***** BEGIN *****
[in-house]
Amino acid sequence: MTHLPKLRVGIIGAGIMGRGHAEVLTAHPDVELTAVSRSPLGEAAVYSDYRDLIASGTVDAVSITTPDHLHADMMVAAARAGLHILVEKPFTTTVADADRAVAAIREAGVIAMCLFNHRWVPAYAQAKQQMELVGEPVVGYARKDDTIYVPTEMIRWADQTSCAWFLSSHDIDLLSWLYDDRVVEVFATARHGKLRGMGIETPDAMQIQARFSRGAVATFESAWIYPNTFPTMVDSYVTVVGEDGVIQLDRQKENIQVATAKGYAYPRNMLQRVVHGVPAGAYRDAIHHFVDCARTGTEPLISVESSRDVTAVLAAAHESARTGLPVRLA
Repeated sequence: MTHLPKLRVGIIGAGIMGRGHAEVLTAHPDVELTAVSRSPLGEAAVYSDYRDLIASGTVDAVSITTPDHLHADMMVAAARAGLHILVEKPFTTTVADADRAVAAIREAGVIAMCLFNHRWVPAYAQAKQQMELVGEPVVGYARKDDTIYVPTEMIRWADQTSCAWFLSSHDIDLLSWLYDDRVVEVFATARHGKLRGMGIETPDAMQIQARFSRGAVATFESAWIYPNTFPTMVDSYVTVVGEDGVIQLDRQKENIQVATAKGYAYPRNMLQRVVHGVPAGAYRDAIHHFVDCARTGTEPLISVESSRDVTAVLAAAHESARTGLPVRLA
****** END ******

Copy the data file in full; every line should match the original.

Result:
[in-house]
Amino acid sequence: MTHLPKLRVGIIGAGIMGRGHAEVLTAHPDVELTAVSRSPLGEAAVYSDYRDLIASGTVDAVSITTPDHLHADMMVAAARAGLHILVEKPFTTTVADADRAVAAIREAGVIAMCLFNHRWVPAYAQAKQQMELVGEPVVGYARKDDTIYVPTEMIRWADQTSCAWFLSSHDIDLLSWLYDDRVVEVFATARHGKLRGMGIETPDAMQIQARFSRGAVATFESAWIYPNTFPTMVDSYVTVVGEDGVIQLDRQKENIQVATAKGYAYPRNMLQRVVHGVPAGAYRDAIHHFVDCARTGTEPLISVESSRDVTAVLAAAHESARTGLPVRLA
Repeated sequence: MTHLPKLRVGIIGAGIMGRGHAEVLTAHPDVELTAVSRSPLGEAAVYSDYRDLIASGTVDAVSITTPDHLHADMMVAAARAGLHILVEKPFTTTVADADRAVAAIREAGVIAMCLFNHRWVPAYAQAKQQMELVGEPVVGYARKDDTIYVPTEMIRWADQTSCAWFLSSHDIDLLSWLYDDRVVEVFATARHGKLRGMGIETPDAMQIQARFSRGAVATFESAWIYPNTFPTMVDSYVTVVGEDGVIQLDRQKENIQVATAKGYAYPRNMLQRVVHGVPAGAYRDAIHHFVDCARTGTEPLISVESSRDVTAVLAAAHESARTGLPVRLA